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March 6, 2014

Earth core mantle.jpg


Dr Ian Wood

Senior Lecturer, Department of Earth Sciences, UCL

Tuesday 11 March - 4.00 pm

Basement, WEB 05, the previous Mineralogy Seminar Room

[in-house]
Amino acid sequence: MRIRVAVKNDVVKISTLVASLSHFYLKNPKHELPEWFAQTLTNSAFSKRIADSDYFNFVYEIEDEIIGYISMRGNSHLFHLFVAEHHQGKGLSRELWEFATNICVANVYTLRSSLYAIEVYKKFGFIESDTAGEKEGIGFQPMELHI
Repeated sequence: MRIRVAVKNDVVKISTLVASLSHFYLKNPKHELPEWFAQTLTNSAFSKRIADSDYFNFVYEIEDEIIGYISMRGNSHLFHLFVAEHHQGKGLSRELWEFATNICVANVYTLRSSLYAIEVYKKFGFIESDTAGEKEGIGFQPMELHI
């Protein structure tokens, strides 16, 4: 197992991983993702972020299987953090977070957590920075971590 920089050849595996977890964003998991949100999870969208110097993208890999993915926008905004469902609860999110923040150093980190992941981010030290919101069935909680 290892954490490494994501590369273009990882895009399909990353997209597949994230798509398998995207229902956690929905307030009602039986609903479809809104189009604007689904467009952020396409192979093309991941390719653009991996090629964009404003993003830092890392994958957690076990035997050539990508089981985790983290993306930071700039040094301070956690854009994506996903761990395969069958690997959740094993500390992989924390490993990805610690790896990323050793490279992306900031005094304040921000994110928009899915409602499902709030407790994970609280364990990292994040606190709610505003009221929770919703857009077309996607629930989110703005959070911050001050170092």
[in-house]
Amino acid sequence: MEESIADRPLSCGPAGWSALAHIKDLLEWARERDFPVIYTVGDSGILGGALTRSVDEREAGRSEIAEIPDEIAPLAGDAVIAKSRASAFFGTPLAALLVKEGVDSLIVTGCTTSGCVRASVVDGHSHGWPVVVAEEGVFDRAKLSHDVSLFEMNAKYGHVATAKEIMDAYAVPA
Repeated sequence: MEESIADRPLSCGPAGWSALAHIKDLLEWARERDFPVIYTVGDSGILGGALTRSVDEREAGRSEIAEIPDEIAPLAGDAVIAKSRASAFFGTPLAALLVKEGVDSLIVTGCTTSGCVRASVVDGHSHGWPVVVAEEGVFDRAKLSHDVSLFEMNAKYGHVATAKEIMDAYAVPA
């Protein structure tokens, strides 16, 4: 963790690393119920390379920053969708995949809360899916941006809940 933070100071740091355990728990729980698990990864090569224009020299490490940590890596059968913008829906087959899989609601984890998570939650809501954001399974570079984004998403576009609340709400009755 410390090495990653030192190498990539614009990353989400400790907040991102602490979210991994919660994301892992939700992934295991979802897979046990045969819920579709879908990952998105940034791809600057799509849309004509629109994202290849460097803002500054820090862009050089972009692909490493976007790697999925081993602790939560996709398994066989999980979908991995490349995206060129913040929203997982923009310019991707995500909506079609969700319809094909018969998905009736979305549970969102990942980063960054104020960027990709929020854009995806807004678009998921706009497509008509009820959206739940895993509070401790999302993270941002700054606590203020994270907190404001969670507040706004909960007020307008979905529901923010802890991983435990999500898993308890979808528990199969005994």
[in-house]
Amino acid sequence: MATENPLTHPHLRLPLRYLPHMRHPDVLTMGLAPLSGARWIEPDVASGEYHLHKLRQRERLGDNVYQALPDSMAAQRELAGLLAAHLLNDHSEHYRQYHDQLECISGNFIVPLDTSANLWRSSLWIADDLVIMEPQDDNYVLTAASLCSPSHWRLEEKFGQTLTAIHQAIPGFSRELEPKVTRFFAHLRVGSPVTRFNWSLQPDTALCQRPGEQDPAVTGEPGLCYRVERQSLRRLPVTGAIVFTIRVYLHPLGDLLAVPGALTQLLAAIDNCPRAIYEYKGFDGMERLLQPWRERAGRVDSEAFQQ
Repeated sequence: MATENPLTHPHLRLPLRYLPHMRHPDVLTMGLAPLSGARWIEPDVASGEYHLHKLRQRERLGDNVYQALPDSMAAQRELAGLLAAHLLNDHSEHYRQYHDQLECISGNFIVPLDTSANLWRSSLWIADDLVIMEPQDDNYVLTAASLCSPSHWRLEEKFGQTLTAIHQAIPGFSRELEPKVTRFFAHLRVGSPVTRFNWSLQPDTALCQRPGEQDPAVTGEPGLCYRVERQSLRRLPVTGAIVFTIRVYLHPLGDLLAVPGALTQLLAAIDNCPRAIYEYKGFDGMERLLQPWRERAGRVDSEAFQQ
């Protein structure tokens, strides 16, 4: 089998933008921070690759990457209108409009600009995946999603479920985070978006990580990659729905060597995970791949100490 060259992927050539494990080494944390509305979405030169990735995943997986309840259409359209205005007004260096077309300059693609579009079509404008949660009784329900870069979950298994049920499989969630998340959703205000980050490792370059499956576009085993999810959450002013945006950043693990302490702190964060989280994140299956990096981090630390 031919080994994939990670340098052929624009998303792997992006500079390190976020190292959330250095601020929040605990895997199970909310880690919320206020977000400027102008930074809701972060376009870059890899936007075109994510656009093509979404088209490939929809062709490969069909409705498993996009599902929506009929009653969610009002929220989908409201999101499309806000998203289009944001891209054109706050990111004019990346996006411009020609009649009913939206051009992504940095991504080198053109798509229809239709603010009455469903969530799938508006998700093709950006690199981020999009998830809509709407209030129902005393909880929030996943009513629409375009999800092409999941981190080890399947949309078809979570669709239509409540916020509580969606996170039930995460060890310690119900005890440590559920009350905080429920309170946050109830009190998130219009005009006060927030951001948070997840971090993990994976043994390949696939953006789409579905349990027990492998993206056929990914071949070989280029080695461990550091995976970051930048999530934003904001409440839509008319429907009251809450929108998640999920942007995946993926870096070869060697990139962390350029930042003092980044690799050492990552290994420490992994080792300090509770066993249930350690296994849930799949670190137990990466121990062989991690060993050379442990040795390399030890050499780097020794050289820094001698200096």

If we are to understand large-scale Earth processes such as the formation and evolution of the core, the magnetic field, and the transfer of heat through the mantle, it is essential that we know the physical properties of the minerals present in the Earth’s deep interior, i.e. in its lower mantle and core. However, as the core-mantle boundary in the Earth lies at a depth of nearly 3000 km, at which point the pressure and temperature are around 1.3 million atmospheres and 4000 K, direct experimentation is extremely challenging. A more effective route for determining the structures and properties of these deep-Earth phases is, therefore, to combine X-ray and neutron diffraction studies with computer simulations of both actual and low-pressure “analogue” systems. In this talk I shall concentrate on recent work on the FeSi – NiSi system, a possible inner-core component of terrestrial planets, and on studies of ABX3 analogues of MgSiO3 perovskite, with particular relevance to the perovskite to post-perovskite phase transition that occurs in MgSiO3 just above the Earth’s core-mantle boundary.


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